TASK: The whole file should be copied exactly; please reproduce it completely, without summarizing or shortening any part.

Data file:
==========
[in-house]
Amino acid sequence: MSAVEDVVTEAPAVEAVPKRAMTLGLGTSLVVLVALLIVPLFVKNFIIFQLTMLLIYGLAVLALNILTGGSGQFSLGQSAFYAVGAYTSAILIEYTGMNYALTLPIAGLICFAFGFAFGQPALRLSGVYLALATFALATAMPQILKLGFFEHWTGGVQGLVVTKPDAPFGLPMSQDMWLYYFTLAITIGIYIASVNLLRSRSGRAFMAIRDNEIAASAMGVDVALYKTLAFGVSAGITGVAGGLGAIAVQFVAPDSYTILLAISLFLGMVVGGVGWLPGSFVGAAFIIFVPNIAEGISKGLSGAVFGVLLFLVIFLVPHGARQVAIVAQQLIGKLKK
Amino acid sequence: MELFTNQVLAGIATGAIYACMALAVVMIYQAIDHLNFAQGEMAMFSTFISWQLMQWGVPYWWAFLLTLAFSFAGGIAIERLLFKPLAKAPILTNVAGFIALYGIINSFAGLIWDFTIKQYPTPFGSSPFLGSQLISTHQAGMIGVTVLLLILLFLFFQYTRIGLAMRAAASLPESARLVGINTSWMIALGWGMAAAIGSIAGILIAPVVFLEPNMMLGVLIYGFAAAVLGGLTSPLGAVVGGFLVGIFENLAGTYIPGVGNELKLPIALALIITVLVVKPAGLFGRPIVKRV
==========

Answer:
[in-house]
Amino acid sequence: MSAVEDVVTEAPAVEAVPKRAMTLGLGTSLVVLVALLIVPLFVKNFIIFQLTMLLIYGLAVLALNILTGGSGQFSLGQSAFYAVGAYTSAILIEYTGMNYALTLPIAGLICFAFGFAFGQPALRLSGVYLALATFALATAMPQILKLGFFEHWTGGVQGLVVTKPDAPFGLPMSQDMWLYYFTLAITIGIYIASVNLLRSRSGRAFMAIRDNEIAASAMGVDVALYKTLAFGVSAGITGVAGGLGAIAVQFVAPDSYTILLAISLFLGMVVGGVGWLPGSFVGAAFIIFVPNIAEGISKGLSGAVFGVLLFLVIFLVPHGARQVAIVAQQLIGKLKK
Amino acid sequence: MELFTNQVLAGIATGAIYACMALAVVMIYQAIDHLNFAQGEMAMFSTFISWQLMQWGVPYWWAFLLTLAFSFAGGIAIERLLFKPLAKAPILTNVAGFIALYGIINSFAGLIWDFTIKQYPTPFGSSPFLGSQLISTHQAGMIGVTVLLLILLFLFFQYTRIGLAMRAAASLPESARLVGINTSWMIALGWGMAAAIGSIAGILIAPVVFLEPNMMLGVLIYGFAAAVLGGLTSPLGAVVGGFLVGIFENLAGTYIPGVGNELKLPIALALIITVLVVKPAGLFGRPIVKRV